It was a just few weeks since the first and only nuclear weapon test yet conducted. The Little Boy bomb had been immediately dispatched to the Pacific theatre by the USS Indianapolis. The final decision on its use had ben taken by President Truman during the Potsdam conference.
Colonel Paul Tibbets had practiced the special procedure for dropping the bomb in the B-29 bomber. On 5th August he selected the aircraft to undertake the mission and decided to name it after his mother, Enola Gay – it was then that the aircraft was given the simple nose art that was to make it so famous.
After a six hour flight from Tinian island in the Pacific to the port of Hiroshima on the Japanese mainland. Then it became a simple technical process, beginning with an eleven minute bomb run:
Up to this point it was common practice in any theatre of war to fly straight ahead, fly level, drop your bombs, and keep right on going, because you could bomb several thousands of feet in the air and you could cross the top of the place that you had bombed with no concern whatsoever.
But it was determined by the scientists that, in order to escape and maintain the integrity of the aircraft and the crew, that this aeroplane could not fly forward after it had dropped the bomb. It had to turn around and get away from that bomb as fast as it could. If you placed this aeroplane in a very steep angle of bank to make this turn, if you turned 158 degrees from the direction that you were going, you would then begin to place distance between yourself and that point of explosion as quickly as possible.
You had to get away from the shock wave that would be coming back from the ground in the form of an ever expanding circle as it came upwards. It’s necessary to make this turn to get yourself as far as possible from an expanding ring and 158 degrees happened to be the turn for that particular circle.
It was difficult. It was something that was not done with a big bomber aeroplane. You didn’t make this kind of a steep turn — you might almost call it an acrobatic manoeuvre — and the big aircraft didn’t do these things. However, we refined it, we learned how to do it.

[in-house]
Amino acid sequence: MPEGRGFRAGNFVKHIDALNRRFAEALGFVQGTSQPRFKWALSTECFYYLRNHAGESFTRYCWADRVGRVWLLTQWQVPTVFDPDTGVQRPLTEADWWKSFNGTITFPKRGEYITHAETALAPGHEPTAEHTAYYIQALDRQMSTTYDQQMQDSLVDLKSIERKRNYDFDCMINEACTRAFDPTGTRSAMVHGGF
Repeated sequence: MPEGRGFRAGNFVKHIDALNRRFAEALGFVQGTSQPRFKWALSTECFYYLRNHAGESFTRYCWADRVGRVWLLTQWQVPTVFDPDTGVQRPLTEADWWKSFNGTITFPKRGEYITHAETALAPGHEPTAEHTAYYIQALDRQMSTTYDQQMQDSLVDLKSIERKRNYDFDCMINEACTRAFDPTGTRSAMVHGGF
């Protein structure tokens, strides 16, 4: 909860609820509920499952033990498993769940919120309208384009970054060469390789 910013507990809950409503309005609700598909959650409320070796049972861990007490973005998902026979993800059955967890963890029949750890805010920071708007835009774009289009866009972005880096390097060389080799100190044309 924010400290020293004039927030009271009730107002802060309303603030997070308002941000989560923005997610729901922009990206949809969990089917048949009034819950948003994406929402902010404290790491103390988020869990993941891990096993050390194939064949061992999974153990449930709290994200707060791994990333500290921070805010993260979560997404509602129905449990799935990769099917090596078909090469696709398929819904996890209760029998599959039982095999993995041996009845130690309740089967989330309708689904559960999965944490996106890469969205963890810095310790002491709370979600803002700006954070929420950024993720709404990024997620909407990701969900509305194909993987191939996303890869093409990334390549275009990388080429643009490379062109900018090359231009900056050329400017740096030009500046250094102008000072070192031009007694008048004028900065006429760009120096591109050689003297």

It had been decided earlier that there was a possibility that an accident could occur on take-off, and so therefore we would not arm this weapon until we had left the runway and were out to sea. This of course meant that had there been an accident there would have been an explosion from normal powder charges but there would not have been a nuclear explosion.
As I said this worried more people than it worried me because I had plenty of faith in my aeroplane. I knew my engines were good. We started our take-off on time which was somewhere about two-forty-five I think, and the aeroplane went on down the runway. It was loaded quite heavily but it responded exactly like I had anticipated it would. I had flown this aeroplane the same way before and there was no problem and there was nothing different this night in the way we went.
We arrived over the initial point and started in on the bomb run which had about eleven minutes to go, rather a long type of run for a bomb but on the other hand we felt we needed this extra time in straight and level flight to stabilize the air speed of the aeroplane, to get everything right down to the last-minute detail.
As I indicated earlier the problem after the release of the bomb is not to proceed forward but to turn away. As soon as the weight had left the aeroplane I immediately went into this steep turn and we tried then to place distance between ourselves and the point of impact. In this particular case that bomb took fifty-three seconds from the time it left the aeroplane until it exploded and this gave us adequate time of course to make the turn.
We had just made the turn and rolled out on level flight when it seemed like somebody had grabbed a hold of my aeroplane and gave it a real hard shaking because this was the shock wave that had come up. Now after we had been hit by a second shock wave not quite so strong as the first one I decided we’ll turn around and go back and take a look.
The day was clear when we dropped that bomb, it was a clear sunshiny day and the visibility was unrestricted. As we came back around again facing the direction of Hiroshima we saw this cloud coming up. The cloud by this time, now two minutes old, was up at our altitude. We were 33,000 feet at this time and the cloud was up there and continuing to go right on up in a boiling fashion, as if it was rolling and boiling.
The surface was nothing but a black boiling, like a barrel of tar. Where before there had been a city with distinctive houses, buildings and everything that you could see from our altitude, now you couldn’t see anything except a black boiling debris down below.
This account first appeared in Mark Arnold-Forster: The World at War.